One of the best things about being an Extension specialist at the University of Georgia is the opportunity on a daily basis to learn new things. This is accomplished via the numerous interactions I have with people, the problems that I encounter and the research that I conduct in response to those problems.
In my 30 year weed science career, there has never been a shortage of questions that need to be answered.
One question that I am frequently asked by growers is “What is the best type of nozzle to use for weed control?” There is no simple answer to this question and it has become an even more complicated question since the new auxin technologies require the use of very specific nozzles. In fact, a more common question these days is “Can I use my auxin nozzles for everything?”
A few years ago, my response to the first question would have been that I have used a simple flat fan nozzle (XR or DG) with good success in nearly all of my weed science research trials. My response today has changed, though, since I started doing more work with different types of nozzles, again in response to the new auxin technologies. Currently, I use an AIXR nozzle for most of my research because it provides an acceptable level of both coverage and drift protection.
In the last several years, I have focused a portion of my research attention on the newer, coarser droplet nozzles (≥ 404 microns) that are now required for use in 2,4-D or dicamba tolerant crops. Specifically, I have been interested in how these nozzles would perform when applying herbicides typically used for weed management in peanuts. Historically, contact herbicides such as Cobra (lactofen), Gramoxone (paraquat), and Ultra Blazer (acifluorfen) have performed better when applied using a nozzle that produces a medium size droplet (236-340 microns).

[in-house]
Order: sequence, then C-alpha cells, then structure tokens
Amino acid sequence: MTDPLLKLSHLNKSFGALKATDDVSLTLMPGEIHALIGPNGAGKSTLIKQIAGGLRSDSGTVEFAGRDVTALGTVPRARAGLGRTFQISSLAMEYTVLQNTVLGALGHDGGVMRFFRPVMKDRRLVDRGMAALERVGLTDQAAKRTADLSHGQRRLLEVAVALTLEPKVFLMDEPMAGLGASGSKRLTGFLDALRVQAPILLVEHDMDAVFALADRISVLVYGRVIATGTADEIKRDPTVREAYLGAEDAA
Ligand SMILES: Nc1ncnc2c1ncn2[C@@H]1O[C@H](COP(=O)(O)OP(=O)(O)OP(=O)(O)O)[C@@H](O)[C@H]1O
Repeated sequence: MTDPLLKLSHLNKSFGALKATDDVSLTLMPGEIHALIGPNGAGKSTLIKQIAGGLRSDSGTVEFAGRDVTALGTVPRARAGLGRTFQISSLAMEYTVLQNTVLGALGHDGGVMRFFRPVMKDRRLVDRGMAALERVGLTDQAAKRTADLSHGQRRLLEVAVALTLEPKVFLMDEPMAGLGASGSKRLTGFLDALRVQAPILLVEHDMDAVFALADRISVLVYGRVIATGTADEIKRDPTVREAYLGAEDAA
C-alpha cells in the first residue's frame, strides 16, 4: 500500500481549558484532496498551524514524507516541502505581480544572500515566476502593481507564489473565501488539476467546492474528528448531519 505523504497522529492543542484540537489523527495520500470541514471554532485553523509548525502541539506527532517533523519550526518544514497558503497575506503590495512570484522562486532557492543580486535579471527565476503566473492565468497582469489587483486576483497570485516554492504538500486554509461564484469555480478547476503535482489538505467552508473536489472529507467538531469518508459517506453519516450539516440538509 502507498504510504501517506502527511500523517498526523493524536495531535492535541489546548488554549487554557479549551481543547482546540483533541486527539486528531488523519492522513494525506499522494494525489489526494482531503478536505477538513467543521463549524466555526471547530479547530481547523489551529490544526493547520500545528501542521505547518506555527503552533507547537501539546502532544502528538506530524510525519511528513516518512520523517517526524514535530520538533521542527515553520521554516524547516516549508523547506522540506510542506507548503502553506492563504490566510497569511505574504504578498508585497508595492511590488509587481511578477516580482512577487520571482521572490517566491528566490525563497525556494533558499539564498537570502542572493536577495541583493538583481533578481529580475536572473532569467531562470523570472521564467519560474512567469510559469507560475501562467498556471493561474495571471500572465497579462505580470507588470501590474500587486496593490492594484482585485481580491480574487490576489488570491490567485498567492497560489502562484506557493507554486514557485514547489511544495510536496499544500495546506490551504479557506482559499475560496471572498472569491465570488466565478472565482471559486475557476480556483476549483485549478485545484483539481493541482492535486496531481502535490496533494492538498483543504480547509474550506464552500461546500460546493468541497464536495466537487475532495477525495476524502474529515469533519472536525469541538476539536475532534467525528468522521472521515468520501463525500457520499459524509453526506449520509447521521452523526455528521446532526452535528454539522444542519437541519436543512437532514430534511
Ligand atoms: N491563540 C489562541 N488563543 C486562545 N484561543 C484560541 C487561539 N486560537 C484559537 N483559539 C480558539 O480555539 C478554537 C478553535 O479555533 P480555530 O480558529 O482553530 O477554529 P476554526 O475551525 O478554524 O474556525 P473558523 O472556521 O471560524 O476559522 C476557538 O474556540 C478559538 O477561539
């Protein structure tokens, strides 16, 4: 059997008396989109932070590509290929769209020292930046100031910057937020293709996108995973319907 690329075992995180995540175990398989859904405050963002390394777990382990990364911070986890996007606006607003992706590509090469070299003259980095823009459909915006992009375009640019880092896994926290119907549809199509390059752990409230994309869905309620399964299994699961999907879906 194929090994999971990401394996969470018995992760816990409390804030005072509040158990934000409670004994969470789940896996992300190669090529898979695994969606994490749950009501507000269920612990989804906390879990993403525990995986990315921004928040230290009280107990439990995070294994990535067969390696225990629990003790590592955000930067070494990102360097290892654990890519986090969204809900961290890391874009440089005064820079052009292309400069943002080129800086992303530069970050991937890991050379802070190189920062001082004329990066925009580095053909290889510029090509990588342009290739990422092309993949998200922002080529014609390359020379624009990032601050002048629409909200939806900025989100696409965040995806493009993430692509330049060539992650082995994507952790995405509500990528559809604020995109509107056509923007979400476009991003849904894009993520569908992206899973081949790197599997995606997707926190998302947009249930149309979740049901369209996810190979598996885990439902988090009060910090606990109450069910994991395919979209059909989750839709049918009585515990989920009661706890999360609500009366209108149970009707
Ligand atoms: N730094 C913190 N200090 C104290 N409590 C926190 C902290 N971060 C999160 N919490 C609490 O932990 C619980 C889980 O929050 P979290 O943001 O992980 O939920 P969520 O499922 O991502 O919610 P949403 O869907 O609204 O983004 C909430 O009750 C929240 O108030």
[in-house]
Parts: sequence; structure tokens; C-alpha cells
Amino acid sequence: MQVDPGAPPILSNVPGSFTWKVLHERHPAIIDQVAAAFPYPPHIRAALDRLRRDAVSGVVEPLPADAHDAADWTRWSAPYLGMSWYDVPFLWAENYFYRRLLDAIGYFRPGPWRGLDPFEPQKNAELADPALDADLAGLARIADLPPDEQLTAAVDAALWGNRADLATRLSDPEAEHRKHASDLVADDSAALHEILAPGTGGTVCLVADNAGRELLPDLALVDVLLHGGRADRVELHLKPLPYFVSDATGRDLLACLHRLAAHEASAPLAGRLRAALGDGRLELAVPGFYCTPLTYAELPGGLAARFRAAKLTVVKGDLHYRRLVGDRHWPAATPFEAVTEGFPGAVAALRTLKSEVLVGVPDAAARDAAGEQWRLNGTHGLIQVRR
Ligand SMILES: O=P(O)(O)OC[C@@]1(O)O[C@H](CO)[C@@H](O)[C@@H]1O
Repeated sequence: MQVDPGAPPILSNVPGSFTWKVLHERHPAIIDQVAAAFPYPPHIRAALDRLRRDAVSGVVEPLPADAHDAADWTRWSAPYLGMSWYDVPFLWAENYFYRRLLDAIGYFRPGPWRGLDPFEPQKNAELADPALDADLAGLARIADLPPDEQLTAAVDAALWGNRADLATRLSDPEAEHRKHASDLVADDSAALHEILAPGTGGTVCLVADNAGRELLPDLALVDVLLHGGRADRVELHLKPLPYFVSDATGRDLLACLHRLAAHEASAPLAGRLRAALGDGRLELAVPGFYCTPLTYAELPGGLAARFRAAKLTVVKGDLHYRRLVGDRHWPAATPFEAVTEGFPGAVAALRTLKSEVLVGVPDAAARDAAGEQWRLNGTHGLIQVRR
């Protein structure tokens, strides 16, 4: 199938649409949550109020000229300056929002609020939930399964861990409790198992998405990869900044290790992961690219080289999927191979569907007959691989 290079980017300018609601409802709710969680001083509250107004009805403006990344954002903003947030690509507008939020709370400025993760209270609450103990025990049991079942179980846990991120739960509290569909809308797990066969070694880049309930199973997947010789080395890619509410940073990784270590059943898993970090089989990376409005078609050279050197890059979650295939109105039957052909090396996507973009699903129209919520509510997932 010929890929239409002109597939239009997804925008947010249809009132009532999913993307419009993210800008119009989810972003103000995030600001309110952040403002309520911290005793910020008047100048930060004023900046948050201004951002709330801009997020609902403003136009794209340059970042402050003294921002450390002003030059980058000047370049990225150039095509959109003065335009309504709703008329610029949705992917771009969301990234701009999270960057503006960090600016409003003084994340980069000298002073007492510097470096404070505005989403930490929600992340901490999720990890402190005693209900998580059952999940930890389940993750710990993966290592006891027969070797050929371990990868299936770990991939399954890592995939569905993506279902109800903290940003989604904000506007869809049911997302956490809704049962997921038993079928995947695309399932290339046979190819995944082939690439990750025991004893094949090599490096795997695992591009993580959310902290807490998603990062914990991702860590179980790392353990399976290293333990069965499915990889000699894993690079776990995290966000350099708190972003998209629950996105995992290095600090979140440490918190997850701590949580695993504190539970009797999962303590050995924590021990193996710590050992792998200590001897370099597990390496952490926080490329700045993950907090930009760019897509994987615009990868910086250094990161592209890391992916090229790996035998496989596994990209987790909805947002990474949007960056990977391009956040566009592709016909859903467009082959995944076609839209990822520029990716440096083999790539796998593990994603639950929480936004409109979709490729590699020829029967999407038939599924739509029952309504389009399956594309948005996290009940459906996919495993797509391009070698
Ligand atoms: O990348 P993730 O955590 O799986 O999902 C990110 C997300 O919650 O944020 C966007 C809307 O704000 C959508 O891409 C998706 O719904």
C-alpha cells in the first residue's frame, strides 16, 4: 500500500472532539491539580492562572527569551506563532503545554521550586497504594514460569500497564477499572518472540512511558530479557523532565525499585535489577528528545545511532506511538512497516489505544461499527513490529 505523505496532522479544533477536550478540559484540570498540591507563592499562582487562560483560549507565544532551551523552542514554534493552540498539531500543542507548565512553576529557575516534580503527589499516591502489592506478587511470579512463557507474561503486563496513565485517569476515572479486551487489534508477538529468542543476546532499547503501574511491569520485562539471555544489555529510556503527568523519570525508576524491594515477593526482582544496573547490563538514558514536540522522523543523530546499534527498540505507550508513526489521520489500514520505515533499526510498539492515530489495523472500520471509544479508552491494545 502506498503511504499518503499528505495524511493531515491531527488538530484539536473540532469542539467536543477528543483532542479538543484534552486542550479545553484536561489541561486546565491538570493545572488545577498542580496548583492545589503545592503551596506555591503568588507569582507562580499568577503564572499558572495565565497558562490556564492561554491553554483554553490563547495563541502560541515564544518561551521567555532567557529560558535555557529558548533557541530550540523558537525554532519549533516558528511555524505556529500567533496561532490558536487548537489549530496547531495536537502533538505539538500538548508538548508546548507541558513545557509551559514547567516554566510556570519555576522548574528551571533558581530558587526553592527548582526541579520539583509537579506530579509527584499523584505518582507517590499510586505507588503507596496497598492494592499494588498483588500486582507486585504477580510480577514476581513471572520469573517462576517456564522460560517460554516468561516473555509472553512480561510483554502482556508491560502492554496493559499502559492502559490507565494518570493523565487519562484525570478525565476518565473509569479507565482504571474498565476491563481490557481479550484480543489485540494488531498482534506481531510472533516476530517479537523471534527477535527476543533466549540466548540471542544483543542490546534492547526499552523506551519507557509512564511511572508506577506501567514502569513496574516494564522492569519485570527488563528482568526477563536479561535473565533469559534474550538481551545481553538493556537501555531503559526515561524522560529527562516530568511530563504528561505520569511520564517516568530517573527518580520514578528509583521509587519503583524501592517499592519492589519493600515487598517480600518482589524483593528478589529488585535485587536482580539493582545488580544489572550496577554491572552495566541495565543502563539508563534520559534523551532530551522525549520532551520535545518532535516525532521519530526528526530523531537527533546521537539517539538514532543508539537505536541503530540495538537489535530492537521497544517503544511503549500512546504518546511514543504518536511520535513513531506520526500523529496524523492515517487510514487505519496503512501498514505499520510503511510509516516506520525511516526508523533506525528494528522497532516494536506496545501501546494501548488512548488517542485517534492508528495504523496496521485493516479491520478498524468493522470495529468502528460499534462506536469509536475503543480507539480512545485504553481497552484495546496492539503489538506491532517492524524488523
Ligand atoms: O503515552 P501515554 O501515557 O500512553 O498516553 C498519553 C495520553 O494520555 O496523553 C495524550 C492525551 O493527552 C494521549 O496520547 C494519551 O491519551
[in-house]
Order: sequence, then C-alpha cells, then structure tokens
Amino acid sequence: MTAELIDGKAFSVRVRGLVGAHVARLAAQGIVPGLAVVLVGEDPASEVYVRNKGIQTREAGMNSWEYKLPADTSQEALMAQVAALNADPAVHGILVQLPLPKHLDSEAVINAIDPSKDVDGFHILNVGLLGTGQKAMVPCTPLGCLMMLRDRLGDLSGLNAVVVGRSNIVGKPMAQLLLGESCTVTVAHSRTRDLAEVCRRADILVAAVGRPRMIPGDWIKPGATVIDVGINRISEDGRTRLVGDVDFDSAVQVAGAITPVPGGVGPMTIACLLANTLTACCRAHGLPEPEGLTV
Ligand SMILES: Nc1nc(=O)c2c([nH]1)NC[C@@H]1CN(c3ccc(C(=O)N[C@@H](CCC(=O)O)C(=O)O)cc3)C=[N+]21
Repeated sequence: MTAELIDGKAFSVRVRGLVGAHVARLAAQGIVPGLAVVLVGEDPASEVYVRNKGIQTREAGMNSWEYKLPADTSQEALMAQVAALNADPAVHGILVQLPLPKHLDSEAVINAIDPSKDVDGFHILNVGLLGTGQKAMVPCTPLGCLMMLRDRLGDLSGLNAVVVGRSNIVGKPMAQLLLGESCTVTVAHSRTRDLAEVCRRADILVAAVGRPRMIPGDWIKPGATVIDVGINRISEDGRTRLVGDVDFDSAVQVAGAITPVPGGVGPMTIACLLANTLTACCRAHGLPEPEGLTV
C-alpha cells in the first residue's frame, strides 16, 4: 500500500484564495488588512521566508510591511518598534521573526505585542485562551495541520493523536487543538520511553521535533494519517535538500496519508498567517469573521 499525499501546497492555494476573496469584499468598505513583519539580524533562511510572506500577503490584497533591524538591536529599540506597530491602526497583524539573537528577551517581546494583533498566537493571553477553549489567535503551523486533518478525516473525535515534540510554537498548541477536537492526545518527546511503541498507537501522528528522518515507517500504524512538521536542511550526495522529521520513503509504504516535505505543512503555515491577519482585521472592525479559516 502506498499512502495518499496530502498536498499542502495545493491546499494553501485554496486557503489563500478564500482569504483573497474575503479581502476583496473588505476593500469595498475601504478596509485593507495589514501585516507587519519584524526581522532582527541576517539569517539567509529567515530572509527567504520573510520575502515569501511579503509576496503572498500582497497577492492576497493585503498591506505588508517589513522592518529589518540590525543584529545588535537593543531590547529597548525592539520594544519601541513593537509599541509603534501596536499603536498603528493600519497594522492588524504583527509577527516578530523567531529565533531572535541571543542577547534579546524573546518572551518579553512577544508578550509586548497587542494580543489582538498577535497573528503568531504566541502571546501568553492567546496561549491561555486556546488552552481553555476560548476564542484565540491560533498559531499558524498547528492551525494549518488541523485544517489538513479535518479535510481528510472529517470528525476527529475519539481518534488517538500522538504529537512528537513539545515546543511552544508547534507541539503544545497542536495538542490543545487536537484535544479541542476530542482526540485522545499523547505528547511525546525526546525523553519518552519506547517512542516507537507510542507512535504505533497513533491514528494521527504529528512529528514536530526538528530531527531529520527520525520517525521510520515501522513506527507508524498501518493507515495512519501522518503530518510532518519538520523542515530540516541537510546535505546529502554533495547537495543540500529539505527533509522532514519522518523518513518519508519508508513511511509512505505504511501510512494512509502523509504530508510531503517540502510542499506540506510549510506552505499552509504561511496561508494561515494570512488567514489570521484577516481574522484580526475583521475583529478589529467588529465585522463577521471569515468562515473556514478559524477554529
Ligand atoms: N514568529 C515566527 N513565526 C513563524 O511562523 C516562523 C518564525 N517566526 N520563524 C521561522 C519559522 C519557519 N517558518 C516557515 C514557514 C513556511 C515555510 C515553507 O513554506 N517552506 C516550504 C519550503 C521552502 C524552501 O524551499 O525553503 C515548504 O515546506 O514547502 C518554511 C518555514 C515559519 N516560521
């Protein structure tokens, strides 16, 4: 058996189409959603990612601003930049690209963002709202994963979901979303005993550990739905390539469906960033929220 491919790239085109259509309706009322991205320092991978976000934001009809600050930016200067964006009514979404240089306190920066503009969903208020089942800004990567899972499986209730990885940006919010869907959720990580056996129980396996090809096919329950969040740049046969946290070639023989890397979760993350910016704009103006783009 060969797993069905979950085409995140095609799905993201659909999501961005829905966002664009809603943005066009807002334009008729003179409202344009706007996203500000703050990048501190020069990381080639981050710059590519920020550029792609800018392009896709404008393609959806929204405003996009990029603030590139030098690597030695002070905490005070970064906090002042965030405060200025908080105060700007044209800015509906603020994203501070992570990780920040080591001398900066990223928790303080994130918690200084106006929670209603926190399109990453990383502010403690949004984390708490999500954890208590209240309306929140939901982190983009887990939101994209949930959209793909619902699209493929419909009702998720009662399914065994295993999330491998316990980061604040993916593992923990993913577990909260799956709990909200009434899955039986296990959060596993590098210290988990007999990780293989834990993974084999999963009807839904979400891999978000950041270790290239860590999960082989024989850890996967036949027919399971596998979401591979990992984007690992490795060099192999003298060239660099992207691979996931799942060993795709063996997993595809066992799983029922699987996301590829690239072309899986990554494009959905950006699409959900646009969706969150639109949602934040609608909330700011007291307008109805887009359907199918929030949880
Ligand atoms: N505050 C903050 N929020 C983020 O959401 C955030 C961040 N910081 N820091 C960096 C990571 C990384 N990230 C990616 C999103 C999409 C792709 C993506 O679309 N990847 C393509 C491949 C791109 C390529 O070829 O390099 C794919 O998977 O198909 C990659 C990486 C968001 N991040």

To date, small-plot research with these coarse droplet producing nozzles has been very positive. In general, these nozzles have performed similarly to flat fan nozzles when applying the UGA recommended peanut herbicide programs. I have talked about these small-plot results in a previous edition of my column (November 2016). It is important to note that I have occasionally observed a reduction in annual grass control with the coarse droplet nozzles when used in peanuts.
In 2017, I wanted to prove (or not) that similar results would occur on the farm when using a commercial sprayer. Working with the Miller County UGA Extension agent Brock Ward and one of his outstanding peanut growers, we compared the performance of a flat fan nozzle (XRC-11005) to a new twin-jet nozzle (TTI60-11005) using a John Deere R4030 sprayer.
Spray card analysis indicated that the TTI60 nozzle provided better coverage and produced larger droplets than the XRC nozzle (Figure 2). Additionally, no major differences in weed control were observed between these two nozzles when peanut herbicide programs were applied in a commercial field.
Although these results are also very positive, I would like to do more large-plot research with commercial sprayers before I will feel 100 percent comfortable with these coarse droplet nozzles in peanuts. I think that some of my colleagues in entomology and plant pathology are doing similar work.
Although I have not really provided a definitive answer to my original questions, nozzle technology has come a long way in the last decade. If you are striving to have the most-effective weed control program possible, the days of using just any “ole” nozzle are gone.
With today’s technology, spray booms can be equipped with multiple nozzles to provide the optimum combination of coverage and drift protection needed for different products. All of the major nozzle companies (Greenleaf, Hypro, John Deer, Lechler, TeeJet®, and Wilger) can easily provide you with a plethora of information about their nozzles and where they might be best used.
As always, good weed hunting.
Editor’s Note: The TTI60 twin jet nozzle has not yet been approved for use in 2,4-D or dicamba-tolerant crops.